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Curious anomaly, if anything pertaining to the relations of men and women can ever be called anomalous, Rosie's lover is sensible of a distinct pang of jealousy at this moment. “Any girl of seventeen would encourage any fellow who had carriages and diamonds to offer her--as you ought to know, Roge.”

Belinda, most of all,”. acquiesces the widow, with one of her prettiest sighs. “It has gone out of fashion for young girls to sacrifice interest to the Affections, as we used."

Roger thinks of Mr. Shelmadeane, and is silent.



WHITE with moonlight, astir with the life and joyousness of the southern night, are the narrow streets of St. Jean de Luz as Mr. Jones and his companion proceed towards what may by courtesy be called Belinda's home. Ladies, with fan and mantilla, returning bareheaded from the casino ball; itinerant serenaders twanging guitars for money-alas! is there to be no poetry left in life ?-beneath the projecting iron balconies ; stately hidalgos in cloaks ; statelier beggars in tatters ; every here and there a patio, or garden, odorous with citron-flowers, pomegranate, myrtle; and for back-ground the mountains, just one shade deeper iris than the arch of tremulous heaven overhead.

Could hour or scene be more auspicious for a lover ? Could hour or scene better dispose a girl's imagination towards a declaration of love?

They walk for a considerable time in silence, Belinda and Mr. Jones. At last, "I hope you have forgiven me for not feeding Costa on macaronies ?” whispers the young man, pressing her unresponsive hand ever so little to his side.

“Do you, Mr. Jones ?-why?” She accepted his arm out of sheerest perversity, and because she guessed that certain eyes were watching her; but her heart feels wicked against poor Augustus, wicked against the whole bright world which forms a background for Roger Temple and for Rose. “When I know people detest me I would much rather be without their forgiveness than with it."

Not an encouraging answer for a man on the eve of proposing. But Mrs. O'Shea's wary arts during that starlit conversation on the terrace have brought up Mr. Jones's resolution to the sticking-point. So much familiar talk of Lady Althea and Lord Lionel —"Belinda's nearest relations, Mr. Jones, the people, whenever our dear Belinda does settle in London, with whom she and her husband must be constantly and intimately thrown." So much familiar talk, I say, about possible cousins in the peerage, not unmingled with suggestions that, in our dear Belinda's position, a happy early union, rather than large settlements, is what Rose's step-maternal heart yearns after, have made Mr. Jones resolute to win or give up all to-night.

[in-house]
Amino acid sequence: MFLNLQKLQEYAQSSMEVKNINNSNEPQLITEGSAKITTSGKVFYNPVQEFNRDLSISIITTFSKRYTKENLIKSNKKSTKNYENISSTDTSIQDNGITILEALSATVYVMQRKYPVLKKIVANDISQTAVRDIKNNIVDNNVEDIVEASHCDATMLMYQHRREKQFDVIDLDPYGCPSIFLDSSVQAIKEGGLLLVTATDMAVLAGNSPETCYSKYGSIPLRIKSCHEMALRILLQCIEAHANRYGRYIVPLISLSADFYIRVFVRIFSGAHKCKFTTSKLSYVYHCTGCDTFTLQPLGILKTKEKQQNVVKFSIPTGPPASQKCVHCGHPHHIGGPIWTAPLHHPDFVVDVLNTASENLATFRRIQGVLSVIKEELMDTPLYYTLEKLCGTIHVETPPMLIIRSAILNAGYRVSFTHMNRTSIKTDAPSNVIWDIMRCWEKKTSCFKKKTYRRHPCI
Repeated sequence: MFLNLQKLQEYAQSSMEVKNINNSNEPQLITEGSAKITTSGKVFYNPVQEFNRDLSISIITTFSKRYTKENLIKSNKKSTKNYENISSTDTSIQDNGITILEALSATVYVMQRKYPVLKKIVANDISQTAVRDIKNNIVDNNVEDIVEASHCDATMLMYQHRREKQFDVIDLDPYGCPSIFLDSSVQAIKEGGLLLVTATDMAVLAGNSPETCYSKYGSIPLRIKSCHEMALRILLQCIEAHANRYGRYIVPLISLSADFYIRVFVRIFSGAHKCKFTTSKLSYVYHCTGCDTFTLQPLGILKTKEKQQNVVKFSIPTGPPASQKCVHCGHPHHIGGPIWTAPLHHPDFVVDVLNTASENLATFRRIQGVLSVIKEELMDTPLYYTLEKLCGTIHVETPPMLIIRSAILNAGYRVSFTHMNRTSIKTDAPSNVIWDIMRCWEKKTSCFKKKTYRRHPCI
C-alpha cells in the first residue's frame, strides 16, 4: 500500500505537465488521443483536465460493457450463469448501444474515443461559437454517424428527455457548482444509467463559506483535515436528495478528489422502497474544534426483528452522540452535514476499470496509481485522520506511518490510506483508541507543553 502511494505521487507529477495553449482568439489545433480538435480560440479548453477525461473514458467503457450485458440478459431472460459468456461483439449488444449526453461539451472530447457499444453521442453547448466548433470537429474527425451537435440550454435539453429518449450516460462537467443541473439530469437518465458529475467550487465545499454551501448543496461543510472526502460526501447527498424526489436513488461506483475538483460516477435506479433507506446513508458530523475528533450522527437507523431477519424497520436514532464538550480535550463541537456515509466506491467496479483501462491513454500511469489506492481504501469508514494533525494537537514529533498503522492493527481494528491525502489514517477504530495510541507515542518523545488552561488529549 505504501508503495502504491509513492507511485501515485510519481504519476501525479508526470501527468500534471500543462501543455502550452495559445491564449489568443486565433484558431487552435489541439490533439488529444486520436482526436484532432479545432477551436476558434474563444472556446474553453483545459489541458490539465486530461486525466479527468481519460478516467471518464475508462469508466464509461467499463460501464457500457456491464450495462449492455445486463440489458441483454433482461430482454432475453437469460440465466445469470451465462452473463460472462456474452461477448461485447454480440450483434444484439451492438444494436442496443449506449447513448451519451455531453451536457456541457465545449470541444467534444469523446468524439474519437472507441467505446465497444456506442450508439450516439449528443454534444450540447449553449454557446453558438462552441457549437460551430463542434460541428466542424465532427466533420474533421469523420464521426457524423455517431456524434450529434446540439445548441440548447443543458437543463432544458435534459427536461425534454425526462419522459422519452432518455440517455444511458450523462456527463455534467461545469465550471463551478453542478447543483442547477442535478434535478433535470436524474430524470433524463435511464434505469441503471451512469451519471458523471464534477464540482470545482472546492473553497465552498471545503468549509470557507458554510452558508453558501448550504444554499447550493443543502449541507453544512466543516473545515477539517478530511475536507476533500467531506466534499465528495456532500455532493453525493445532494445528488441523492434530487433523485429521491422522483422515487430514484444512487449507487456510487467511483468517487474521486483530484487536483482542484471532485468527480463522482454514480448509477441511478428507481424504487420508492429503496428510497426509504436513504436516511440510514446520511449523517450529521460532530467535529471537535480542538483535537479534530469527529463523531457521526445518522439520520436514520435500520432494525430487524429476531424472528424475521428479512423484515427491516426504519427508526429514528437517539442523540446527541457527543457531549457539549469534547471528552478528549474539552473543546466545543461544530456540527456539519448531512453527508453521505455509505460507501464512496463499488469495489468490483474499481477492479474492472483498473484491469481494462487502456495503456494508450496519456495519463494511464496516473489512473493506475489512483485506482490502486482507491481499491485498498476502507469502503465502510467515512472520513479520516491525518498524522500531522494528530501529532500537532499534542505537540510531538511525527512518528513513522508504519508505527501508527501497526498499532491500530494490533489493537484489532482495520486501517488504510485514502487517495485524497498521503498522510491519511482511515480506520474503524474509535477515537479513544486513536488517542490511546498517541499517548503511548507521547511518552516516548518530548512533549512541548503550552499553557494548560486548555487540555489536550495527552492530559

He does not love, he sees no remotest chance of bringing himself to love, this meagre, dark-skinned, bitter-tongued mite of an earl's granddaughter. But Jones is not a man to be turned aside from any project, commercial or matrimonial, by obstacle so paltry as personal likes or dislikes. The earliest sacred truth instilled into his childish soul, his highest mature conception of moral law, is—that Christians and Englishmen should buy in the cheapest market whatever article they require. He, Jones, requires the article Birth; has hunted it up and down many English watering-places, as men of the Cornelius O'Shea genus hunt money, and now has it under his hand, to be bought for a song—(did not Rosie wisely throw in the hint about modest settlements ?)—the only difficulty being as to the article's consent. But after sunning himself in the widow's smiles and listening to the widow's silky flatteries during the past hour and a half, Mr. Jones cannot but feel that he is a very captivating fellow indeed in women's eyes, and entertains but little fear as to that.

“I have never been fortunate enough to find you at home yet, Miss O'Shea.” He makes this next attempt at tender talk just as they reach the Maison Lohobiague, on the third floor of which Miss Burke and Belinda lodge. “I should like," sentimentally, “ to see the apartment where you spend your time—if I might ?”

It seems to him that the task of bringing her to terms will be easier of accomplishment indoors than out. Never yet has he seen Belinda within four walls, and the idea strikes him that she may prove more manageable within a restricted space; like a squirrel in a cage, a colt within a pound, or any other inferior animal whom it is man's supreme pleasure to tame and subjugate.